Monday, March 23, 2015

In Honor Of The 144th  Anniversary Of The Paris Commune –Jean-Paul  Roget’s Fear

 Jean-Paul Roget frankly was exhausted after coming out of the three hour meeting of the sectional committee of the Paris Commune that had just been declared a few days previously and was desperately in need of organization now that the Theirs government had fled to Versailles leaving the city to the “people.” And that idea of organization, damn, the desperate need for organization, first and foremost of the food supplies and military defense of the city against an attack by either forces loyal to Theirs or from the dreaded Prussians who just that moment had most of the capital surrounded and squeezed in was needed right then. What had Jean-Paul exhausted was not the daunting tasks of organization in front of him and his comrades, tough as they were, but that the three hour meeting that had just finished produced not resolve and purpose but only reams and reams of hot air.

Now that that people of Paris were masters of their own house every dingbat orator, lawyer, crackpot radical and not a few dandies  saw their opportunity to wax and wane endlessly about the beautiful struggle that had taken place, that a new day was aborning ,and ill-witted material like that. Take Varlin, a Proudhonist who had been, in the old days back in ’48 quite the radical figure, had been seemingly on every barricade and who in the aftermath of the June Days bloodbath been transported (exiled). This day however he felt the need, and felt it for hours, to push the notion of artisan cooperatives at a time when Paris was losing that segment of the population to the every-devouring factories that were in fact more efficient in the production of goods. Moreover dear Varlin was captivated by the notion that now that Theirs had fled (and good riddance) there was no reason to pursue his troops and disband them as agents of potential counter-revolution.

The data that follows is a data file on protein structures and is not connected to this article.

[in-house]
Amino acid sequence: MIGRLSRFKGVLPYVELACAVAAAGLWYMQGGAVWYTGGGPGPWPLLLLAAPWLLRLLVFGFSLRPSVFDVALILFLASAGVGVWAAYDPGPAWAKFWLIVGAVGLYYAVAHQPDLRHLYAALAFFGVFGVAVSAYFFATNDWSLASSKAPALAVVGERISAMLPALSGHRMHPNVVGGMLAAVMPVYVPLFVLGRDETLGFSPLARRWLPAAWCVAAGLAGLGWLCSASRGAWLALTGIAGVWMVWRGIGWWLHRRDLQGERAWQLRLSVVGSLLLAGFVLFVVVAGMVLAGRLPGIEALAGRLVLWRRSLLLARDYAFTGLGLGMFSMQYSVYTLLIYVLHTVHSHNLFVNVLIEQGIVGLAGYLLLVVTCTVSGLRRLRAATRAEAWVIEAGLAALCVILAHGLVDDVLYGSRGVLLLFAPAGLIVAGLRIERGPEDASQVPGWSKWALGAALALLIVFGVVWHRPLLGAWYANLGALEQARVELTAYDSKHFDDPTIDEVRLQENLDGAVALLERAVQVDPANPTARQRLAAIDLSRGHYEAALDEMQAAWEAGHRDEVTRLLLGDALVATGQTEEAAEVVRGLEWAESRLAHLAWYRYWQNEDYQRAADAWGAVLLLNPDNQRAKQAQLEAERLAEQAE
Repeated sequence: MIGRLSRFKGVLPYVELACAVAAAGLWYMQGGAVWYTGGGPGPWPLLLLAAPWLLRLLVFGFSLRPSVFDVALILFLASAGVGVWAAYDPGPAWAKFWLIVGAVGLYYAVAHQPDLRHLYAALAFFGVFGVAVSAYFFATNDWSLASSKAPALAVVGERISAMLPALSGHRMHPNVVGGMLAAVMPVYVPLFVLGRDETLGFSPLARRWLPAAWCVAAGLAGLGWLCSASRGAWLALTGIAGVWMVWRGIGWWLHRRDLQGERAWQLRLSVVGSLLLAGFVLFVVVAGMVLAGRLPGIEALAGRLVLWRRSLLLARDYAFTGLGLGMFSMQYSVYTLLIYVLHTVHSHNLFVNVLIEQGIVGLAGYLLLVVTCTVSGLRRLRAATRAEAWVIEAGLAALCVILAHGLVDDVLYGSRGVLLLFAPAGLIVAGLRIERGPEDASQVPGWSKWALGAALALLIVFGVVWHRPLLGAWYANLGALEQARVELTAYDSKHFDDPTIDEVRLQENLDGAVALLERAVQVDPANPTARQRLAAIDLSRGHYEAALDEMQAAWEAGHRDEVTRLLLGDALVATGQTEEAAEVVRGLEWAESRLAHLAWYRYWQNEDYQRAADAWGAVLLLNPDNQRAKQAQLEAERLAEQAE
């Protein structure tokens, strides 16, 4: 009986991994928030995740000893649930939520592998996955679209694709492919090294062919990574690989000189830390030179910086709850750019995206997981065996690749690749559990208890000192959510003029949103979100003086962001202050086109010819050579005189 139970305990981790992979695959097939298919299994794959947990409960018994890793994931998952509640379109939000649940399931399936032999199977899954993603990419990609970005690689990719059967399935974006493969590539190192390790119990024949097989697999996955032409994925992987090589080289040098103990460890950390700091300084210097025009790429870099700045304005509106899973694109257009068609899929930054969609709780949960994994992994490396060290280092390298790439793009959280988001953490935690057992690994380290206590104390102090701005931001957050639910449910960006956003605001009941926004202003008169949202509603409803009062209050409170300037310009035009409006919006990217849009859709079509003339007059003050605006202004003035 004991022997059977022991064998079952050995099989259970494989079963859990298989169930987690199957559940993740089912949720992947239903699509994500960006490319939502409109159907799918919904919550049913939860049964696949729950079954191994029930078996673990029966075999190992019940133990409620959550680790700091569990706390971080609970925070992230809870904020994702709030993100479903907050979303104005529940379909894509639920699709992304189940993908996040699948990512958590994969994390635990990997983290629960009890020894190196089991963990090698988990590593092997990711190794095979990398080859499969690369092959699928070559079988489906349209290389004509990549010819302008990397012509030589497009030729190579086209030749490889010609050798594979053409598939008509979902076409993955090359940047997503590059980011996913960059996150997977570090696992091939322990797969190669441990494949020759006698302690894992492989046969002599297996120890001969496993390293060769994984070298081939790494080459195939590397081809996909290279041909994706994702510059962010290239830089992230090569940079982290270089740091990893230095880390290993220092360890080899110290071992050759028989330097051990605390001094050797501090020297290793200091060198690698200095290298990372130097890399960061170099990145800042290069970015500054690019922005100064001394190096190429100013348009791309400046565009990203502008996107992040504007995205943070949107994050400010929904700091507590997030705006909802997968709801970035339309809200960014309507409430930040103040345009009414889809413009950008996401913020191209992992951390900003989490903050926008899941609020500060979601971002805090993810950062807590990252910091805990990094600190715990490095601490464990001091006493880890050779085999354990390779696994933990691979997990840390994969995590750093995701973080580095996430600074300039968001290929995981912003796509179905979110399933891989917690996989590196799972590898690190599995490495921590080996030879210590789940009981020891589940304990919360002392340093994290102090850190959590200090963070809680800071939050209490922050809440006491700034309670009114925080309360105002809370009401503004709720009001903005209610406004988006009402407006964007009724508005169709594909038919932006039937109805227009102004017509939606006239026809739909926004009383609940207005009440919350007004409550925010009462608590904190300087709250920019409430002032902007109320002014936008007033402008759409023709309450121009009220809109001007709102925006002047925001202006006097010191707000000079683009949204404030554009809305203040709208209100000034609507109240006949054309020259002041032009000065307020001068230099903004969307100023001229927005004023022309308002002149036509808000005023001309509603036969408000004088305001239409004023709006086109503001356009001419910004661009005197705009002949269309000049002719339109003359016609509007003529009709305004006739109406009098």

Certainly Varlin had forgotten the harsh memories of ’48 but he was not the worst offender against the urgency of the times. The old windbag Capet, jesus, was he still alive thought Jean-Paul when he heard that name announced from the podium,  went on and on about the glory days, the glory days of ’89 like life had stopped in that blessed time. In the same vein (maybe vain) as well Dubois, an old time working-class radical, a semi-follower of Marx from over in England, kept harping on the need to take over the banks in order to finance  the new affairs of the Commune.  Jean-Paul himself merely a tanner, and a good one, laughed when that idea was announced for where would he, or anyone else, get the money for their daily personal and business needs. A couple of  other speakers went on and on as well about how great the peoples’ needs were without however coming up with one solid working idea. At least Jean-Paul had suggested setting a maximum on the price of bread that could help the people but that was merely “taken under advisement” And so ended a day, a fruitless day by Jean –Paul’s lights in the life of the Commune…  

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